DOMA - The Road ahead
February 24, 2011 by Brian Moulton, Legal Director
As we told you yesterday, the Justice Department announced that they will stop defending the Defense of Marriage Act (DOMA) in court, specifically the portion of that law that denies federal rights and benefits to lawfully married same-sex couples.
This was a monumental change of position by the Obama administration – but what now? It’s hard to say right now what all the consequences will be, but here are two important points to remember: DOMA is still the law. The Attorney General made clear yesterday that the federal government will continue to enforce DOMA until Congress repeals it or a court definitively rules that the law is unconstitutional. The Justice Department will still participate in cases challenging DOMA, but change its position to argue that the law is unconstitutional and should be overturned. So, for the time being, married same-sex couples will still be denied federal rights and benefits while challenges to DOMA continue to wind their way through the courts. HRC will continue to push Congress to repeal DOMA and support the efforts of our friends at the ACLU, Gay and Lesbian Advocates and Defenders, and other organizations to overturn DOMA in court.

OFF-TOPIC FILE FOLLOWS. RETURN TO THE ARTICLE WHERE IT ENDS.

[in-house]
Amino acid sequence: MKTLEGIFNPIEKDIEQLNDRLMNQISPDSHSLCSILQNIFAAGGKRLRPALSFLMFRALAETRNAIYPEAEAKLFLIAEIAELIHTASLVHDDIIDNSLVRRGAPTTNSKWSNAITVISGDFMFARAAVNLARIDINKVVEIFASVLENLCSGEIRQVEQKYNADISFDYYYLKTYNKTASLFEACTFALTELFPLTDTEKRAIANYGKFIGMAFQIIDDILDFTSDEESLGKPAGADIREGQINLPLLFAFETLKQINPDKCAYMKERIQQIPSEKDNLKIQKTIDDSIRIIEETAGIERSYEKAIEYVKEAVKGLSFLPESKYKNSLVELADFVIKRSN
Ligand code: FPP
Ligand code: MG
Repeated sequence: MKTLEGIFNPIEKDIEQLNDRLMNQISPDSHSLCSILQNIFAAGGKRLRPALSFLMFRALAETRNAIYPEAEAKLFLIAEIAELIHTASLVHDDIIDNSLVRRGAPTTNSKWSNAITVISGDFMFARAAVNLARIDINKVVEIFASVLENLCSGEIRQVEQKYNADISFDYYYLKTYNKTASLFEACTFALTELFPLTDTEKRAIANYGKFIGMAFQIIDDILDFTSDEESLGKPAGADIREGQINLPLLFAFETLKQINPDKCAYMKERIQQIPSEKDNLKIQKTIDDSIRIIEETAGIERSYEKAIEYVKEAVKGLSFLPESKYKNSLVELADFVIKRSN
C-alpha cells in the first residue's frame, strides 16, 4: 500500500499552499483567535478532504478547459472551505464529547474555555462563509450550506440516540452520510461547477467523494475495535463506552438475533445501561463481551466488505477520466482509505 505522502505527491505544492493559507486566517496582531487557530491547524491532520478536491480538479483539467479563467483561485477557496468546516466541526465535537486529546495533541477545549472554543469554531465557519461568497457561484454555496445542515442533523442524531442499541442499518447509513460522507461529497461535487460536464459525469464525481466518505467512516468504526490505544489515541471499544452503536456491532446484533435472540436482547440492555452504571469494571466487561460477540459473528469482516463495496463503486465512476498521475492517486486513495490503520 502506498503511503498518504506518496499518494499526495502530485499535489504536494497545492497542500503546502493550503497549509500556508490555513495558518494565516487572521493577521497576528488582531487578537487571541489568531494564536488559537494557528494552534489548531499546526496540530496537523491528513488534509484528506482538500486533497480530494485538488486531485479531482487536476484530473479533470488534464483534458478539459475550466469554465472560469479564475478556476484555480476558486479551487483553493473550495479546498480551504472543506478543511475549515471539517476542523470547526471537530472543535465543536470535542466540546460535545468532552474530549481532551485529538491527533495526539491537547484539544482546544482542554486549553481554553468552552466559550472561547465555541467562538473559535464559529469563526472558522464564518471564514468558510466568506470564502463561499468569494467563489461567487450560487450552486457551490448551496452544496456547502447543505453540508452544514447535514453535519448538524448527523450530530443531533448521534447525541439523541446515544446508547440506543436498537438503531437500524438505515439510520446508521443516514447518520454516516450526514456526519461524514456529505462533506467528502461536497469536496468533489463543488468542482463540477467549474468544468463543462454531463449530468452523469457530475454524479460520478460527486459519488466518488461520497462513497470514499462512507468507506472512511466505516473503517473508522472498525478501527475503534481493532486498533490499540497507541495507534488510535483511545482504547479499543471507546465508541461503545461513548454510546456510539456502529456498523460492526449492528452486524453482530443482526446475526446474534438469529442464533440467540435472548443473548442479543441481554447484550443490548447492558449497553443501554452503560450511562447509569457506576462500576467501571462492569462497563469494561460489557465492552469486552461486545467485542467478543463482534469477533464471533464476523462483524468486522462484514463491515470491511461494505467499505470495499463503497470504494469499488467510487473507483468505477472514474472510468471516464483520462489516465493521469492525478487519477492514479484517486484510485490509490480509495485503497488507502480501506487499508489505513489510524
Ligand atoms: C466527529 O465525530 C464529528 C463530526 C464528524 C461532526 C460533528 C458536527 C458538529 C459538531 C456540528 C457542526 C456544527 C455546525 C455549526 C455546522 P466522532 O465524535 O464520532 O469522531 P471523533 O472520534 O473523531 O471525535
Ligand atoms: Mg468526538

Congress may still intervene. Even though the Justice Department will no longer defend DOMA, it is required to notify congressional leaders, so that they may intervene in cases challenging the law. While Republican House Speaker John Boehner (R-OH) and Republican House Judiciary Committee Chairman Lamar Smith (R-TX) both put out statements criticizing the Attorney General’s decision, neither of them indicated if they will try to step in and defend DOMA in court. With a filing deadline in two of the DOMA cases looming next Friday (although it’s quite possible that that may be extended), we should know soon what House Republicans plan to do. It’s also possible that anti-LGBT groups may ask the courts currently considering DOMA challenges – in California, Connecticut, Massachusetts, and New York – to let them intervene and argue in support of DOMA.
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